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Re: TN: Jura, Jura and some more Jura

#7 Post by StevenB » September 14th, 2020, 11:39 pm

Excellent notes, very helpful. Quite honestly, I don't get those "grapes sent around France and mixed" wines. Ganevat started this with his line of "fun" wines (the bad thing about them is that you have to buy them in quantity these days to get a few bottles of his own Domaine wines, which are the only ones I really care for). What's the point of having Merlot grapes (or fermented wine?) sent from Carcassonne to the Jura, especially when the non-intervention philosophy is quite prone to microbial spoilage? I've had a few Domaine de l'Octavin wines and almost all of them were mousy, had serious brett issues, volatile acidity, were oxidized, etc. In the natural style, next to Ganevat and Labet I really like the Domaine des Cavarodes wines, especially their Trousseau that you drank. It's well made and also keeps reasonably well.
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Re: TN: Jura, Jura and some more Jura

#8 Post by jason stein » September 15th, 2020, 4:37 am

A fantastic array of notes! Really appreciate your level of detail, very insightful. Definitely reaffirms my love of Ganevat and Puffeney.
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Otto Forsberg
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Re: TN: Jura, Jura and some more Jura

#9 Post by Otto Forsberg » September 15th, 2020, 7:15 am

StevenB wrote:
September 14th, 2020, 11:39 pm
Excellent notes, very helpful. Quite honestly, I don't get those "grapes sent around France and mixed" wines. Ganevat started this with his line of "fun" wines (the bad thing about them is that you have to buy them in quantity these days to get a few bottles of his own Domaine wines, which are the only ones I really care for). What's the point of having Merlot grapes (or fermented wine?) sent from Carcassonne to the Jura, especially when the non-intervention philosophy is quite prone to microbial spoilage? I've had a few Domaine de l'Octavin wines and almost all of them were mousy, had serious brett issues, volatile acidity, were oxidized, etc. In the natural style, next to Ganevat and Labet I really like the Domaine des Cavarodes wines, especially their Trousseau that you drank. It's well made and also keeps reasonably well.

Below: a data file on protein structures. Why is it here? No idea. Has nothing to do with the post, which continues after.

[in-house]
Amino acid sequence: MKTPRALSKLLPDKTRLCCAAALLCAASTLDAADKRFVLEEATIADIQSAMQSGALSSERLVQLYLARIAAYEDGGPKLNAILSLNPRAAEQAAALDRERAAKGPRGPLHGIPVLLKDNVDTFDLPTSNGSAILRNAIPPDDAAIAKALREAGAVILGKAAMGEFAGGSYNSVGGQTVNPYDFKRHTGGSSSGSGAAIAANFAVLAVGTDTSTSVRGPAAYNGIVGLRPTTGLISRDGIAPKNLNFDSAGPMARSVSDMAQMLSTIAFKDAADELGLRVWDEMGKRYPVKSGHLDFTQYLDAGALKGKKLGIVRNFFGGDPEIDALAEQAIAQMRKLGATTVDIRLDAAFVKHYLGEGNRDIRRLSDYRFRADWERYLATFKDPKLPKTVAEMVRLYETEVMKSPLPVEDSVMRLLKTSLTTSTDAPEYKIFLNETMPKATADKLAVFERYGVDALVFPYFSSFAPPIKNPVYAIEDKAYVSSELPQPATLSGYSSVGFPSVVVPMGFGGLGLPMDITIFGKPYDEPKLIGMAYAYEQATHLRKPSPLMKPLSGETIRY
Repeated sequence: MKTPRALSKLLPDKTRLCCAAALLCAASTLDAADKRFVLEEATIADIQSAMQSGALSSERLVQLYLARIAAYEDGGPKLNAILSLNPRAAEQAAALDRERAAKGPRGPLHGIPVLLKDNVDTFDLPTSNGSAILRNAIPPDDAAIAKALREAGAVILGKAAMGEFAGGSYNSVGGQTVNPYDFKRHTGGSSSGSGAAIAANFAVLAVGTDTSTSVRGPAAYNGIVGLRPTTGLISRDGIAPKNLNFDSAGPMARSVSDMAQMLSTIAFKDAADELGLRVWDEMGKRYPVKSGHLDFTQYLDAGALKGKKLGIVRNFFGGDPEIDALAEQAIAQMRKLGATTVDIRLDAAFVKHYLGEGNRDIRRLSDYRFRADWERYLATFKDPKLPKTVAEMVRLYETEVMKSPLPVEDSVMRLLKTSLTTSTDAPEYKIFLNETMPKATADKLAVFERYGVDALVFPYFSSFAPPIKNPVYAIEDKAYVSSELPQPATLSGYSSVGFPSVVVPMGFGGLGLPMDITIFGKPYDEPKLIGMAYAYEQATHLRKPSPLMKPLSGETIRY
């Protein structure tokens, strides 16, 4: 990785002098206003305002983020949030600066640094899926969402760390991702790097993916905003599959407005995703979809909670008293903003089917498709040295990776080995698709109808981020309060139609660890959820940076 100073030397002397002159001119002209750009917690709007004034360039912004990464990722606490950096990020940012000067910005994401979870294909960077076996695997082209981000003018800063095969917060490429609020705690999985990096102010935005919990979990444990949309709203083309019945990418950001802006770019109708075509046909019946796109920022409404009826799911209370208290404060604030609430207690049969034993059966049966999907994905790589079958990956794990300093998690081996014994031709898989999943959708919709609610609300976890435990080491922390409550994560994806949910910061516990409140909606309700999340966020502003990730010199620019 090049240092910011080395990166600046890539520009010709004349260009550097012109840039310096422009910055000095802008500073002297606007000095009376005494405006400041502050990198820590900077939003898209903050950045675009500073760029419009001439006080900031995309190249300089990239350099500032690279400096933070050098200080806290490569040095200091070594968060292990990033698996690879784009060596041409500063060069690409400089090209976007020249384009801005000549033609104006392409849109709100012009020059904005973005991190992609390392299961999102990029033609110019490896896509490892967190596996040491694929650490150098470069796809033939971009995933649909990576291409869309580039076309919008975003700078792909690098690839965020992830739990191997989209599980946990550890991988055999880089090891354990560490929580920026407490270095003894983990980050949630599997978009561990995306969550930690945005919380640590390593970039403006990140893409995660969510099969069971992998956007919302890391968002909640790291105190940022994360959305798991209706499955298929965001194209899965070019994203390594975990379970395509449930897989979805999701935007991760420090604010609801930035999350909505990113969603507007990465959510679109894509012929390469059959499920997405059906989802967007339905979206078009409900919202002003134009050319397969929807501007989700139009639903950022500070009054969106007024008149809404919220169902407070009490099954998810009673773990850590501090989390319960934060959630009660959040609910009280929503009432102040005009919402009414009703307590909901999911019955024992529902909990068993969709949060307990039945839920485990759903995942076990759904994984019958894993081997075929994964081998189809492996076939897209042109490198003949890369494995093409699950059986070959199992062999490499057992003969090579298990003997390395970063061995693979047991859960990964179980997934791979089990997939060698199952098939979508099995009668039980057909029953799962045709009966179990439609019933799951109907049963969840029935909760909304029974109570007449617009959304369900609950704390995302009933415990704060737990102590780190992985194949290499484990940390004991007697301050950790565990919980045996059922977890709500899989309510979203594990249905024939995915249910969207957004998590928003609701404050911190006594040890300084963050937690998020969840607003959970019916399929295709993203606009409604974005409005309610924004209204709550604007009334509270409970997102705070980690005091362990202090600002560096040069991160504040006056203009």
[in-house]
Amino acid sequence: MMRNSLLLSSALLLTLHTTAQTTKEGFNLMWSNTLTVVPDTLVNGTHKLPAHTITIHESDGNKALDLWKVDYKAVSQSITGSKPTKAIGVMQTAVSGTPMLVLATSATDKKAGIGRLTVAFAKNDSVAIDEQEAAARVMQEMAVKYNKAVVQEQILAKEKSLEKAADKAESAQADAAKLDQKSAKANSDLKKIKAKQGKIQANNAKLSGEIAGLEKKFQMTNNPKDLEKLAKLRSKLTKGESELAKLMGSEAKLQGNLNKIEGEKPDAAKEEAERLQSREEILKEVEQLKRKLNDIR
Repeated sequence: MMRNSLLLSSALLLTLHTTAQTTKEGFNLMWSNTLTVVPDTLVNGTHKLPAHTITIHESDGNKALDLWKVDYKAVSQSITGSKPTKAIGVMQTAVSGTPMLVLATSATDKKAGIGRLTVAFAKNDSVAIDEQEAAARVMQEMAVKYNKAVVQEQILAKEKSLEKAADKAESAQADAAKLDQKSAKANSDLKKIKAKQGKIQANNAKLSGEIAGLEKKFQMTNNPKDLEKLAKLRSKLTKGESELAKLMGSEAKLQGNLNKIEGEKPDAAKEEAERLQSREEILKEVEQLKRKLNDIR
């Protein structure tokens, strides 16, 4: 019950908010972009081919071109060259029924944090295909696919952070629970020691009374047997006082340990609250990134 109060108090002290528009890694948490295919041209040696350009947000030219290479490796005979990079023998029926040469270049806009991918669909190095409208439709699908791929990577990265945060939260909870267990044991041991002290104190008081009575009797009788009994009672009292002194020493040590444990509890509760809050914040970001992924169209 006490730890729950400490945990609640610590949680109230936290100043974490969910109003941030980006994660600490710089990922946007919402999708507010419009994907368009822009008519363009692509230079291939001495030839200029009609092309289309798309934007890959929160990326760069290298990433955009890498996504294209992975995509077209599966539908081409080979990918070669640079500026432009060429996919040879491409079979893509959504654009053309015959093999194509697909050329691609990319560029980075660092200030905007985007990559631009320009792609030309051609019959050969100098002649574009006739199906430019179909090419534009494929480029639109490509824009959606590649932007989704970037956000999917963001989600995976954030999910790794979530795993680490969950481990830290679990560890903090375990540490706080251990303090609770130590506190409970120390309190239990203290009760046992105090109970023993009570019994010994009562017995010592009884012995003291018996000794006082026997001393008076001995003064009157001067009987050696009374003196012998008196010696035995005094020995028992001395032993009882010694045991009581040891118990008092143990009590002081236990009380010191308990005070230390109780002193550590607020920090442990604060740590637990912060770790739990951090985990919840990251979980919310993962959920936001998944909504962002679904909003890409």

Yeah, I really don't understand that style of wine either. Both Ganevat and Domaine de l'Ecu in Loire have made some great wines by that method as well, but the great majority of wines made in this style - be they Ganevat, Ecu or something else - are all too often just undrinkably natty or just plain boring. L'Octavin seems to be the least succesful producer in this style, since a great majority of them have been seriously faulty.

Some Cavarodes wines are great, but I have had quite mixed experiences with the producer - some have been rather natty or even borderline mousy as well. His wines are definitely more wild and "natural" than Ganevat's even though both are made in the same non-interventionist style.

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Re: TN: Jura, Jura and some more Jura

#10 Post by Phil T r o t t e r » September 15th, 2020, 7:43 am

Great notes, thanks. I've also had some good Juras wine from Domaine Rijckaert. I've had them young and they were sharp with quite the acidic backbone but they've always showed nice purity of fruit with just enough wood to give them a little texture and complexity. I only tried his Chardonnays and Savagnins, never his Poulsard. I'd love to try them again with 8+ years of age but I drank them all. My bad...